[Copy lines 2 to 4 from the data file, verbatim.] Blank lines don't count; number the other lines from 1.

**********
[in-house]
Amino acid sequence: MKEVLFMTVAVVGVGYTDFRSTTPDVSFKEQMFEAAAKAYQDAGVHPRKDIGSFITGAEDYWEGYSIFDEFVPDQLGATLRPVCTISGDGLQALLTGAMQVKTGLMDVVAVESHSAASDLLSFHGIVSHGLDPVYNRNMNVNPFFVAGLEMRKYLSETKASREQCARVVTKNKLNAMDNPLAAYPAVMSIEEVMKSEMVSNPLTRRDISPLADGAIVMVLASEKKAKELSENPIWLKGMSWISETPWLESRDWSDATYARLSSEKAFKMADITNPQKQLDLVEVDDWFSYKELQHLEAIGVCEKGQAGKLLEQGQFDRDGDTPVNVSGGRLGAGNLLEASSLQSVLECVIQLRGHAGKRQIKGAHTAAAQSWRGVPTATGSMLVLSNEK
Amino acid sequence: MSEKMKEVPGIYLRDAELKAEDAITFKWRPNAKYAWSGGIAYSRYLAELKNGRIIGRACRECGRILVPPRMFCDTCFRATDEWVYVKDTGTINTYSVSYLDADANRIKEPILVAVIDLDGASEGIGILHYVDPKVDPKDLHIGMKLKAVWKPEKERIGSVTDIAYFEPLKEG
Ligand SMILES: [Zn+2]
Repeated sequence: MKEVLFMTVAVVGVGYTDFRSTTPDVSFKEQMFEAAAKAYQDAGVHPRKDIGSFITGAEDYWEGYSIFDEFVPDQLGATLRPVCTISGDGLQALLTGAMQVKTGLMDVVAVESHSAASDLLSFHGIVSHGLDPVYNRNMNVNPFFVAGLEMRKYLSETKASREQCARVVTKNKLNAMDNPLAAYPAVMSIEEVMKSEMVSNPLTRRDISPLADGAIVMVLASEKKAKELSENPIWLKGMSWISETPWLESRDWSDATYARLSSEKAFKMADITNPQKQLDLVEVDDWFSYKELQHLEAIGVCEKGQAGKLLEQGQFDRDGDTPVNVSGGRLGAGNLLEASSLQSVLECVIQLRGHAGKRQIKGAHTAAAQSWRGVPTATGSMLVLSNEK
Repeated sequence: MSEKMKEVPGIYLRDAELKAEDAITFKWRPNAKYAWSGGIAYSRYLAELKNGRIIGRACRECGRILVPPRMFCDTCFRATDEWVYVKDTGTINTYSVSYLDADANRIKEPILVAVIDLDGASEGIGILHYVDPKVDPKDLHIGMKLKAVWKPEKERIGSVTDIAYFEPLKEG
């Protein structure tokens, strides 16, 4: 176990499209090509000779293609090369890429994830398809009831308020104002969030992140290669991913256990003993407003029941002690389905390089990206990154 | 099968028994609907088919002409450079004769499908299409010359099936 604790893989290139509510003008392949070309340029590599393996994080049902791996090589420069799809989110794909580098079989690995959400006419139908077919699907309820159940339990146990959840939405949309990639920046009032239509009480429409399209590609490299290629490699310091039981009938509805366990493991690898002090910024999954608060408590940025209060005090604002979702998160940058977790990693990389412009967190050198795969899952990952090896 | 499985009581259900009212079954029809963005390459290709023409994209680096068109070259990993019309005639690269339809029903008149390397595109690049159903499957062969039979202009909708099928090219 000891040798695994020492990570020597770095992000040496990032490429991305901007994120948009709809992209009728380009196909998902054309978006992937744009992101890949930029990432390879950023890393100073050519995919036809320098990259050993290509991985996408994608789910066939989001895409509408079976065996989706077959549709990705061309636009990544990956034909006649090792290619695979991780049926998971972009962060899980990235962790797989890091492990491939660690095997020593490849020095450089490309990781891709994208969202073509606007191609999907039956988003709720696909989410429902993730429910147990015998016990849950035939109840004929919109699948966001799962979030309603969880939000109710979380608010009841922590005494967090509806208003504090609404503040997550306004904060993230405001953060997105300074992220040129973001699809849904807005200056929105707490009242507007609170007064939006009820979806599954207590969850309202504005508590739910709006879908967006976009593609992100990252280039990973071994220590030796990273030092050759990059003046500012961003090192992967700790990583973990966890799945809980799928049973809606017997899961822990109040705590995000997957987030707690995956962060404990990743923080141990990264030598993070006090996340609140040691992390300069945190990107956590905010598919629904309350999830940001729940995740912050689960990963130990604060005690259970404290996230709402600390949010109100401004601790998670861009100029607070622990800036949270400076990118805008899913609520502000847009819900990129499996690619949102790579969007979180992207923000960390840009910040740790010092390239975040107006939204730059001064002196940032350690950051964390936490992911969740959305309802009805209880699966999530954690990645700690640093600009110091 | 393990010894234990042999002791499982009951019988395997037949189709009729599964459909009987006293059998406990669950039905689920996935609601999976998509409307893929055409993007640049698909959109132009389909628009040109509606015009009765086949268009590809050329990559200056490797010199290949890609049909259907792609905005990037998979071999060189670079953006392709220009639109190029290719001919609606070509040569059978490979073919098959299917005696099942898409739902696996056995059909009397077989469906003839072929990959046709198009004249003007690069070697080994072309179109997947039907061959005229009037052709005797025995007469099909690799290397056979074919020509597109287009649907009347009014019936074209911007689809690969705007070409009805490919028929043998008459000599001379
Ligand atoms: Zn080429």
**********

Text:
Amino acid sequence: MKEVLFMTVAVVGVGYTDFRSTTPDVSFKEQMFEAAAKAYQDAGVHPRKDIGSFITGAEDYWEGYSIFDEFVPDQLGATLRPVCTISGDGLQALLTGAMQVKTGLMDVVAVESHSAASDLLSFHGIVSHGLDPVYNRNMNVNPFFVAGLEMRKYLSETKASREQCARVVTKNKLNAMDNPLAAYPAVMSIEEVMKSEMVSNPLTRRDISPLADGAIVMVLASEKKAKELSENPIWLKGMSWISETPWLESRDWSDATYARLSSEKAFKMADITNPQKQLDLVEVDDWFSYKELQHLEAIGVCEKGQAGKLLEQGQFDRDGDTPVNVSGGRLGAGNLLEASSLQSVLECVIQLRGHAGKRQIKGAHTAAAQSWRGVPTATGSMLVLSNEK
Amino acid sequence: MSEKMKEVPGIYLRDAELKAEDAITFKWRPNAKYAWSGGIAYSRYLAELKNGRIIGRACRECGRILVPPRMFCDTCFRATDEWVYVKDTGTINTYSVSYLDADANRIKEPILVAVIDLDGASEGIGILHYVDPKVDPKDLHIGMKLKAVWKPEKERIGSVTDIAYFEPLKEG
Ligand SMILES: [Zn+2]